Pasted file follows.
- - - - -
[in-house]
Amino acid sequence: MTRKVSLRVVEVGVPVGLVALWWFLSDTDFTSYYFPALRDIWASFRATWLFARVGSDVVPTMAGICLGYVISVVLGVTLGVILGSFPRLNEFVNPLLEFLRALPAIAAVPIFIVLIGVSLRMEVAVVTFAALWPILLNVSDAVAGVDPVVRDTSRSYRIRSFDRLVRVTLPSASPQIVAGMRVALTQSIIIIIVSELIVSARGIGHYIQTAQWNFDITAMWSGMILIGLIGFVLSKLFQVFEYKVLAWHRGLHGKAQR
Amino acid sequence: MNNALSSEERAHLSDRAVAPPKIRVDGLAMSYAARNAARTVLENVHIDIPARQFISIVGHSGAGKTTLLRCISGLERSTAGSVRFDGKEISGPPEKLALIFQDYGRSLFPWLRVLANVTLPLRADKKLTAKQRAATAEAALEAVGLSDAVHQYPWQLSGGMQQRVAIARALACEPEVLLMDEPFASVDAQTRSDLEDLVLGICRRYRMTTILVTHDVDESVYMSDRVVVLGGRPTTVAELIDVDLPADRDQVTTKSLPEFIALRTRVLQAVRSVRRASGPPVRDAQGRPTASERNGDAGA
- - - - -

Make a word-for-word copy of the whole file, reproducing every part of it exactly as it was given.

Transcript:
[in-house]
Amino acid sequence: MTRKVSLRVVEVGVPVGLVALWWFLSDTDFTSYYFPALRDIWASFRATWLFARVGSDVVPTMAGICLGYVISVVLGVTLGVILGSFPRLNEFVNPLLEFLRALPAIAAVPIFIVLIGVSLRMEVAVVTFAALWPILLNVSDAVAGVDPVVRDTSRSYRIRSFDRLVRVTLPSASPQIVAGMRVALTQSIIIIIVSELIVSARGIGHYIQTAQWNFDITAMWSGMILIGLIGFVLSKLFQVFEYKVLAWHRGLHGKAQR
Amino acid sequence: MNNALSSEERAHLSDRAVAPPKIRVDGLAMSYAARNAARTVLENVHIDIPARQFISIVGHSGAGKTTLLRCISGLERSTAGSVRFDGKEISGPPEKLALIFQDYGRSLFPWLRVLANVTLPLRADKKLTAKQRAATAEAALEAVGLSDAVHQYPWQLSGGMQQRVAIARALACEPEVLLMDEPFASVDAQTRSDLEDLVLGICRRYRMTTILVTHDVDESVYMSDRVVVLGGRPTTVAELIDVDLPADRDQVTTKSLPEFIALRTRVLQAVRSVRRASGPPVRDAQGRPTASERNGDAGA